Seymour Hersh has established a notable reputation as an investigative reporter, a reputation that will weigh the balance for some when considering how reliable this article might be. In this case though, it’s also worth considering the two reputable publications that declined to publish this article, Mr Hersh’s regular customers The New Yorker and The Washington Post.
Rather than rely on reputation then, it might be better to turn to expertise and evidence.
In Sy Hersh on Syria: Some Problems, Cheryl Rofer, chemist, chemical weapons expert, and retired supervisor at Los Alamos, focuses on his use of anonymous and uncheckable sources, his claims about the technical abilities of US agencies to monitor Syrian chemical weapons sites, his characterisation of intelligence analysis as cherry-picking, his focus on one analyst’s view of the range of Assad’s rockets, and his treating reports of certain rebels having some technical knowledge of sarin as meaning they had the capacity to actually produce the large volume of sarin used in the attack. On this point she links to an article by Dan Kaszeta, No, you can’t make sarin in your kitchen.
Dan Kaszeta is a former officer in the U.S. Army Chemical Corps and a former member of the U.S. Secret Service. He has 22 years’ experience in the field of chemical defense. His own response is titled Why Seymour Hersh has it wrong this time. He also criticises the characterisation of analysis as cherry-picking, and criticises the use of anonymous sources:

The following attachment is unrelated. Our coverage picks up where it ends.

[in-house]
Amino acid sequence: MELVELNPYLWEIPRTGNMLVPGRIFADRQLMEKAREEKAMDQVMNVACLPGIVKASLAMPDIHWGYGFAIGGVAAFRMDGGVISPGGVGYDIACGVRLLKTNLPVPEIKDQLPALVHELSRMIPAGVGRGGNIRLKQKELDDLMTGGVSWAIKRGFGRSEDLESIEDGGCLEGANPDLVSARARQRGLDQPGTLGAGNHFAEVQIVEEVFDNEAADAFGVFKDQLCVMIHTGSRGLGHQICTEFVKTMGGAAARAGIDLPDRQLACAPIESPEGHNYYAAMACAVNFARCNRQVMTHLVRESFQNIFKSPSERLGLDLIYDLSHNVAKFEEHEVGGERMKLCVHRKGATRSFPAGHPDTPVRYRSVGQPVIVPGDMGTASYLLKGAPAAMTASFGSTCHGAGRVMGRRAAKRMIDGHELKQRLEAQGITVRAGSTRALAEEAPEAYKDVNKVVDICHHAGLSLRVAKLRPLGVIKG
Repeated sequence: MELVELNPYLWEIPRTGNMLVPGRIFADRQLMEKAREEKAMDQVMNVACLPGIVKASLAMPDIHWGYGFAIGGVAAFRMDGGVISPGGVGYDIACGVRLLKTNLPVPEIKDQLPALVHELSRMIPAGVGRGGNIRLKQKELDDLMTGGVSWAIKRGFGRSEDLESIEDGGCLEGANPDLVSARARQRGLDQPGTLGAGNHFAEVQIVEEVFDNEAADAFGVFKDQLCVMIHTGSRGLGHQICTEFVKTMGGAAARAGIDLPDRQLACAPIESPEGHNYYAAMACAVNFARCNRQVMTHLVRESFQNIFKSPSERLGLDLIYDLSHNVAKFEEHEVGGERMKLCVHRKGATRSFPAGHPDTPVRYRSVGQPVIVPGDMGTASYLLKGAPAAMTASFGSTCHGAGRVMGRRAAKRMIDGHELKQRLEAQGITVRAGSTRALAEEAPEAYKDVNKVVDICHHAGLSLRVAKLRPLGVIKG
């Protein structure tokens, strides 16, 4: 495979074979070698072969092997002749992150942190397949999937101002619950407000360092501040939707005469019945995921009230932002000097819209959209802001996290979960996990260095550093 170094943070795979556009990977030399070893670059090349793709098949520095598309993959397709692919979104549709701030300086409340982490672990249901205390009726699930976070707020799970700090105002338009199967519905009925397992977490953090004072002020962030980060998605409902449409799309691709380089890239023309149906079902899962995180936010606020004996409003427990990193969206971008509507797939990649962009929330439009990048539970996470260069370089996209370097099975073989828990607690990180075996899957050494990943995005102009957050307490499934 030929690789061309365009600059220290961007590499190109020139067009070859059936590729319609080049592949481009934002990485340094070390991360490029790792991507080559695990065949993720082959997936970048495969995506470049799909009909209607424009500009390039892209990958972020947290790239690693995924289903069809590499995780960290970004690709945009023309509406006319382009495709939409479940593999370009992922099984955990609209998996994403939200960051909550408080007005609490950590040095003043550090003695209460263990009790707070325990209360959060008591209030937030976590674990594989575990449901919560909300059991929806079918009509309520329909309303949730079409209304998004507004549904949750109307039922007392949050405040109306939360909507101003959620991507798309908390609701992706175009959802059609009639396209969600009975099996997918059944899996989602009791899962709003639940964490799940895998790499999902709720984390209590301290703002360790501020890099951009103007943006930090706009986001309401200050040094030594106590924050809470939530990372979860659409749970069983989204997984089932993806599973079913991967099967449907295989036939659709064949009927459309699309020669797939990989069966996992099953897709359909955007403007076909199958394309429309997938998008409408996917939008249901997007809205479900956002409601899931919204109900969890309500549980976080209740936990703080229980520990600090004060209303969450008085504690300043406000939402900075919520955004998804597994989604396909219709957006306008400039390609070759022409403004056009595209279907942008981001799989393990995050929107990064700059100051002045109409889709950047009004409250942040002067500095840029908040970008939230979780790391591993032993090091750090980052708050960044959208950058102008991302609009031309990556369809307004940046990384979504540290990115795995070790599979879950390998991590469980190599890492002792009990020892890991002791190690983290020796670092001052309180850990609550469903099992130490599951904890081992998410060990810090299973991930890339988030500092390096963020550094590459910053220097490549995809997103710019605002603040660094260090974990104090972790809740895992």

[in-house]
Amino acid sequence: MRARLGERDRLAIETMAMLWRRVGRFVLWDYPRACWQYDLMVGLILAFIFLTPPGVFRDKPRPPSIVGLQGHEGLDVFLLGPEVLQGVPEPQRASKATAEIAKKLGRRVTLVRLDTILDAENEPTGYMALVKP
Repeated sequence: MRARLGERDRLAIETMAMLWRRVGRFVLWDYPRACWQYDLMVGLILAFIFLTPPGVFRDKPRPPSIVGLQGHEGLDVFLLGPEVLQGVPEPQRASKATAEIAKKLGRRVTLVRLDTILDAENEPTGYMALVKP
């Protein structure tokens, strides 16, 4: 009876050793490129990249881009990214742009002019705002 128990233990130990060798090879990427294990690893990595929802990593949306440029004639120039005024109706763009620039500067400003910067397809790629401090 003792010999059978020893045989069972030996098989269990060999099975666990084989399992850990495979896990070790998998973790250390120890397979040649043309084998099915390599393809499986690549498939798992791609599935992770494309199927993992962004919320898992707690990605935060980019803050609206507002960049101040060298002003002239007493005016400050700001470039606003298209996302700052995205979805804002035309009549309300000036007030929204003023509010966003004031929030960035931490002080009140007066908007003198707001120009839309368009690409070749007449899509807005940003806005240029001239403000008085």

From the logical standpoint, Washington is full of “highly-placed sources,” and there is (and always has been) a wide diversity of opinion within the intelligence community. You can get someone to support nearly any opinion that one might have. There are well-known former intelligence employees who clearly have strong opinions and an axe to grind. I can find them in 10 minutes on the internet, so one concludes that Mr. Hersh can find one as well. And as an editorial matter, how can one reliably build an argument on a single informant who is anonymous, particularly when there are dozens if not hundreds of sources saying the opposite. There’s a word for this: “cherry-picking.”On Seymour Hersh’s insinuation that a rebel group might have manufactured the sarin used in the attack, Dan Kaszeta brings his expertise to bear. Based on the number of victims and the capacity of the rockets found at the attack sites, Mr Kaszeta estimates that “a rough range of sarin from 370 kg to 4400 kg of sarin” was used, his best guess being “somewhere in the middle of this range, perhaps a ton.” This amount would require “a large, sophisticated, and very expensive factory-scale facility” to manufacture. “To put it into proper perspective, in 1994-1995 the Aum Shinrikyo cult in Japan built a purpose-built facility, spent many millions, and had a number of chemists and engineers,” he points out, “but the best that Aum could do, despite mastering the mechanics of the process, was to produce bucket-sized quantities.”
Both Cheryl Rofer and Dan Kaszeta recommend Eliot Higgins’ work identifying and analysing weapons used in the August 21 attack by means of of the very many publicly available videos and photos of the Syrian war. Eliot Higgins has written a detailed response for Foreign Policy magazine, titled Sy Hersh's Chemical Misfire. In it he focuses on the munitions used in the attack, and the suggestion reported by Hersh that the missiles could have been manufactured in a local workshop by rebels. Eliot Higgins gives details of the missiles used and includes examples of the open source video and photo evidence linking the missiles both to chemical attacks and to Assad’s forces. The evidence included in the Foreign Policy article is only a fraction of that found on Eliot Higgins’ own blog, Brown Moses.